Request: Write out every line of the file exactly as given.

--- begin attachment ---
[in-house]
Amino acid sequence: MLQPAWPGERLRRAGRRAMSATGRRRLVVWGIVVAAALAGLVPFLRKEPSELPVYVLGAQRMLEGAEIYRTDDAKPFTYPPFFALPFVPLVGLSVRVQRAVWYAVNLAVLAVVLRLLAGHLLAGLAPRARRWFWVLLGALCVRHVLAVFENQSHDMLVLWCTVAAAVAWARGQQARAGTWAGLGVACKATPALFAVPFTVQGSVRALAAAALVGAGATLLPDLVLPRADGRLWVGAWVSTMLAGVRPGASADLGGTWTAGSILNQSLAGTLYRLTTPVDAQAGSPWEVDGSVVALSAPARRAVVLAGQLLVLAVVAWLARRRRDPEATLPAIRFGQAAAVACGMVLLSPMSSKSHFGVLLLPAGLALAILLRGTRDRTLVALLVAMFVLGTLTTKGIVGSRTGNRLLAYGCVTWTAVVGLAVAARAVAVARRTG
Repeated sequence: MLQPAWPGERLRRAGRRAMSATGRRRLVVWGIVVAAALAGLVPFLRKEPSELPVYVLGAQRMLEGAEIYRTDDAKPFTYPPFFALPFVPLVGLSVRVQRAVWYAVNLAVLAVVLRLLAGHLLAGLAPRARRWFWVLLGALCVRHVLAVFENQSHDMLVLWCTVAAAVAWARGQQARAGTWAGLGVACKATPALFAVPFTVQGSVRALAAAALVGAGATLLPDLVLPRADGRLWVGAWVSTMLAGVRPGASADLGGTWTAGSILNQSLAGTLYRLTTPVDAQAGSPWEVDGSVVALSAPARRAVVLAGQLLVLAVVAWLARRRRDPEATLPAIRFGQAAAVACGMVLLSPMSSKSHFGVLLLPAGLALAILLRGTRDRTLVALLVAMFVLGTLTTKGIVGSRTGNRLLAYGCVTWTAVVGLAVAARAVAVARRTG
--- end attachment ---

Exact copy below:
[in-house]
Amino acid sequence: MLQPAWPGERLRRAGRRAMSATGRRRLVVWGIVVAAALAGLVPFLRKEPSELPVYVLGAQRMLEGAEIYRTDDAKPFTYPPFFALPFVPLVGLSVRVQRAVWYAVNLAVLAVVLRLLAGHLLAGLAPRARRWFWVLLGALCVRHVLAVFENQSHDMLVLWCTVAAAVAWARGQQARAGTWAGLGVACKATPALFAVPFTVQGSVRALAAAALVGAGATLLPDLVLPRADGRLWVGAWVSTMLAGVRPGASADLGGTWTAGSILNQSLAGTLYRLTTPVDAQAGSPWEVDGSVVALSAPARRAVVLAGQLLVLAVVAWLARRRRDPEATLPAIRFGQAAAVACGMVLLSPMSSKSHFGVLLLPAGLALAILLRGTRDRTLVALLVAMFVLGTLTTKGIVGSRTGNRLLAYGCVTWTAVVGLAVAARAVAVARRTG
Repeated sequence: MLQPAWPGERLRRAGRRAMSATGRRRLVVWGIVVAAALAGLVPFLRKEPSELPVYVLGAQRMLEGAEIYRTDDAKPFTYPPFFALPFVPLVGLSVRVQRAVWYAVNLAVLAVVLRLLAGHLLAGLAPRARRWFWVLLGALCVRHVLAVFENQSHDMLVLWCTVAAAVAWARGQQARAGTWAGLGVACKATPALFAVPFTVQGSVRALAAAALVGAGATLLPDLVLPRADGRLWVGAWVSTMLAGVRPGASADLGGTWTAGSILNQSLAGTLYRLTTPVDAQAGSPWEVDGSVVALSAPARRAVVLAGQLLVLAVVAWLARRRRDPEATLPAIRFGQAAAVACGMVLLSPMSSKSHFGVLLLPAGLALAILLRGTRDRTLVALLVAMFVLGTLTTKGIVGSRTGNRLLAYGCVTWTAVVGLAVAARAVAVARRTG